Thanks in part to the influx of food TV shows, blogs, web sites and celebrity chefs; people are trying new ingredients and recipes.
It’s not easy to get someone to taste a food they’ve never had before. And since the invention of prepackaged foods, many folks have never been exposed to a whole array of vegetables, fruits, and seasonings.
I’m not kicking the working parent (I was one) but quick and easy gave way to many a child turning up their nose at fresh foods because they weren’t exposed to them at a young age. (Granted children develop their own love/hate relationship with all foods based on some inner taste meter adults will never budge.) A child exposed to a diversity of different foods at a young age will at least have the opportunity to experience (and hopefully enjoy) a larger array of food choices along life’s path.
It’s difficult to expect a school age child to voluntarily eat fresh carrots, from salad bars, or other fresh ingredients if they’ve never had them at home. Any child may reach first for French fries and cheeseburgers but a child exposed to different vegetables, seasonings and fruit as a toddler may allow diversity in their diet as well. (I use the word “may” because we’ve all had kids/grandkids who have had all the advantages and still rebel.)
Gardening provides busy families with fresh food as quickly as walking out the back door and picking a ripe tomato. Letting children help with the planting, pulling weeds and watering can develop a sense of ownership encouraging them to eat what they produce.
Planting cabbage, peppers, Brussels sprouts, lettuce, cilantro, carrots and other summer goodies is not all that hard. Planting easy-to-raise vegetables in a flowerbed or around the foundation of your home is pretty darn easy.
Exposing your child to gardening teaches them how the food looks, smells and develops throughout the growing process. Cauliflower and cabbage are big heads. Brussels sprouts and broccoli grown on a stout stem. Pumpkins and gourds develop on vines. Peas are inside a pod. Carrots, beets, potatoes and radishes grow underground. And no child should miss out on spaghetti squash. Children don’t know these things unless they’re exposed to these differences.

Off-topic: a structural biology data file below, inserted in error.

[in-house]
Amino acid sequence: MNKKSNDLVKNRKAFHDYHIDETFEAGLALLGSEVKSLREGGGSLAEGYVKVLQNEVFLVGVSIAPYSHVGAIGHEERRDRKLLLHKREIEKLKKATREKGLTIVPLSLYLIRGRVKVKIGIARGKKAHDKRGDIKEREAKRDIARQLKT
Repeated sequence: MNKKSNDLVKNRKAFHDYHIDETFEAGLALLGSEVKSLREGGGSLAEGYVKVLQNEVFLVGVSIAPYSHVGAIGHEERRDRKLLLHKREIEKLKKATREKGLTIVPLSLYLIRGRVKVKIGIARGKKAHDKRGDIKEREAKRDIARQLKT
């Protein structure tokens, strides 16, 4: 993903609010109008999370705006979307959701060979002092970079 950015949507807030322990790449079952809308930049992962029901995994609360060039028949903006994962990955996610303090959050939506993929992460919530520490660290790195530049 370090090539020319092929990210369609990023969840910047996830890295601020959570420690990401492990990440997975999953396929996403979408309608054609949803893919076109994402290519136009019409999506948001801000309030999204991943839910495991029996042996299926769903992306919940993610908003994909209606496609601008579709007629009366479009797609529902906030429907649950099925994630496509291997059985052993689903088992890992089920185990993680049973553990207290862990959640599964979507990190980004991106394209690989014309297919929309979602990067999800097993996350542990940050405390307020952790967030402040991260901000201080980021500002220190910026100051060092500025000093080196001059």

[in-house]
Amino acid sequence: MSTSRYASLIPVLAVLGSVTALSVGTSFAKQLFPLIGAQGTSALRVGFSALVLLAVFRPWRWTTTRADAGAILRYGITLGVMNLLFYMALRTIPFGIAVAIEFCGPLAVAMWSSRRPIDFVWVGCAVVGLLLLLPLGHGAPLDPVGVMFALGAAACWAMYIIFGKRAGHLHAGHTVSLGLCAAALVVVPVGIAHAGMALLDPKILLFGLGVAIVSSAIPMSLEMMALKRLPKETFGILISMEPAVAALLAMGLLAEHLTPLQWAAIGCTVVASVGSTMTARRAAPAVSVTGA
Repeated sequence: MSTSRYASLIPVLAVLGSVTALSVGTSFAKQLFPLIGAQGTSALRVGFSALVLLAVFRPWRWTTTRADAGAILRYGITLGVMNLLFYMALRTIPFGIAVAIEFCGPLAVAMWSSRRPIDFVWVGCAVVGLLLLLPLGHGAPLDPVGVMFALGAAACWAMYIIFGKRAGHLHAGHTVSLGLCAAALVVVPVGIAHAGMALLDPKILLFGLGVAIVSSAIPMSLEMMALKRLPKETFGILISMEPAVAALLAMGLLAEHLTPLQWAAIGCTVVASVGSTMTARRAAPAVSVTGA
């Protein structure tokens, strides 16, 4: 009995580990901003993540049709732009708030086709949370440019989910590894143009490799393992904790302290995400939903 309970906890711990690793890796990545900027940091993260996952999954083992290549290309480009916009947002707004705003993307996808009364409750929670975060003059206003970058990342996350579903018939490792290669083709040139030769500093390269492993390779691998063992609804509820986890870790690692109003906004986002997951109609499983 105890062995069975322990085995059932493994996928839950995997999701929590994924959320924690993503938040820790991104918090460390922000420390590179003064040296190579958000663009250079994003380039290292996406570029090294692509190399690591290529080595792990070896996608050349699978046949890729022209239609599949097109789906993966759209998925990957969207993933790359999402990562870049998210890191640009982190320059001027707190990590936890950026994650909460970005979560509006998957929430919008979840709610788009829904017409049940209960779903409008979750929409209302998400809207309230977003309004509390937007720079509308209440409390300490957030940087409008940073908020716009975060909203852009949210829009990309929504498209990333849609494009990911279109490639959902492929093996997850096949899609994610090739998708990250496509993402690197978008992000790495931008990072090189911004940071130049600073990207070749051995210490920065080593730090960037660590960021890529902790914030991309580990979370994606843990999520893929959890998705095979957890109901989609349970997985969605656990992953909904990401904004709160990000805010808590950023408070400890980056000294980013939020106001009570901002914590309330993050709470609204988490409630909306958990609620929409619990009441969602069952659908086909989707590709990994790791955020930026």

The color factor is important for children to witness. Pumpkins and tomatoes start out green. Purple, orange and gold tomatoes are all good. The watermelon radish still tastes like a radish. Purple green beans, cabbages and peppers are still good to eat.
Will a child voluntarily take care of a plant throughout the summer with no adult encouragement? Not unless you have that rare child who has the gardening bug early in life. Helping a child to garden is an exercise in teaching responsibility, patience and perseverance to get a good end result. Life lessons for sure.
Will all these foods score a hit with all kids? Obviously not. It will expand their world by opening possibilities to different cuisines from around the world. A little Internet search prior to planting something like cilantro or dill can give a parent/grandparent a whole history lesson incorporated into gardening.
You do your child a favor by exposing them to a variety of foods early in life. The only thing more tiresome than a finicky child is an adult guest at a dinner party or in a restaurant who turns their nose up at most everything being served. I feel sorry they’ve limited their palette by excluding some of nature’s most wonderful tastes.
Bravo to the home cooks (both male and female) who are now trying those quirky different recipes we see posted on social media. The current “buffalo wild wing cauliflower” bites recipe is certainly a fun way to introduce fresh food into the Super Bowl snack world. And, bravo to the parents who put something new on the menu even when the effort is not rewarded with enthusiasm. If you end up with a picky eater, well, mom and dad at least you tried!
As Robert Brault said so well, “Why try to explain miracles to your kids when you can just have them plant a garden.”